WASHINGTON There are a number of winners and losers in the Republican health care plan unveiled this week, but one particular population seems to draw the toughest GOP ire: lottery winners.
The GOPs Obamacare replacement targets jackpot winners by having their one-time windfall counted as income over a period of months. That means those lucky people would swiftly be kicked off of Medicaid, and would remain ineligible for government health insurance for a longer time.
Rep. Greg Walden (R-Ore.), chairman of the House Energy and Commerce Committee, which on Wednesday started the process of advancing the legislation through the House, said the lottery provision is part of a broader effort to plug holes in Medicaid.
Each one of these that gets identified, were going to go plug, so the money that is there goes to the people who really need it low-income Americans on Medicaid who need help with their plans, not somebody who hit the jackpot with the lottery, Walden told HuffPost.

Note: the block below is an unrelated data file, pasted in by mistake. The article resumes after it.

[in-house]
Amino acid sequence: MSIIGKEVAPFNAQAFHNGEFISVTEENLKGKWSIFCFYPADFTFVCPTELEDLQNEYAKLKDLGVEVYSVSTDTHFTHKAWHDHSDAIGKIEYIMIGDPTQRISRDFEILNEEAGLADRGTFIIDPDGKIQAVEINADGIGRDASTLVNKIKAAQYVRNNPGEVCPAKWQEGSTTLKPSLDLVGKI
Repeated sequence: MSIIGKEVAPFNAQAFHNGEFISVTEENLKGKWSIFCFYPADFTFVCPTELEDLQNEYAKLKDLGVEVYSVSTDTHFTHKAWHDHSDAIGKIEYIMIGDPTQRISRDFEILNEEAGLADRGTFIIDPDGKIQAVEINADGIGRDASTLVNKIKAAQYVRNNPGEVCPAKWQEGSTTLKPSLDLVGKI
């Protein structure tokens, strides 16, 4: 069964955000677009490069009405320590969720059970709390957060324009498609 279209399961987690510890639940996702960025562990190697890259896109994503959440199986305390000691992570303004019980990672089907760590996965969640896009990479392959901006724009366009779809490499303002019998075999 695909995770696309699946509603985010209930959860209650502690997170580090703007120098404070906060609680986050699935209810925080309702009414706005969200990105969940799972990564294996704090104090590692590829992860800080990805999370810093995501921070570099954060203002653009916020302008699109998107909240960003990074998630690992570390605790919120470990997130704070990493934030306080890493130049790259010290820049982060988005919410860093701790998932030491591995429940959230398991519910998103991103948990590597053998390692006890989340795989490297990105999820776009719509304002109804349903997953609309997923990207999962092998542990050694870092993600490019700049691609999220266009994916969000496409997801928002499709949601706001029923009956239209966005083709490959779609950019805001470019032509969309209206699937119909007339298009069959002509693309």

The top Democrat on the committee called the lottery thing a distraction. How many cases are there like that? I havent even seen one. Its so irrelevant, Rep. Frank Pallone (D-N.J.) said.
Michael Cannon, a health policy expert with the libertarian Cato Institute, called the overall health reform legislation a train wreck in an analysis this week, but said in an interview the lottery provision was common sense and easy for lawmakers to explain at town halls and in TV interviews.
This comes nowhere near salvaging all the awful stuff in the House Republicans bill, Cannon said.
President Donald Trump and House Speaker Paul Ryan (R-Wis.) have championed the bill, which is the long-awaited Republican alternative to the Affordable Care Act. The legislation has been panned by an array of outside groups, and it faces deeply uncertain prospects in both the House and the Senate. The bill makes big changes to Medicaid, undoing the Obamacare coverage expansion.
Not all members of Congress were familiar with or excited about the lottery piece. I dont even know what youre talking about, Rep. John Shimkus (R-Ill.) said as he was trying to eat a sandwich.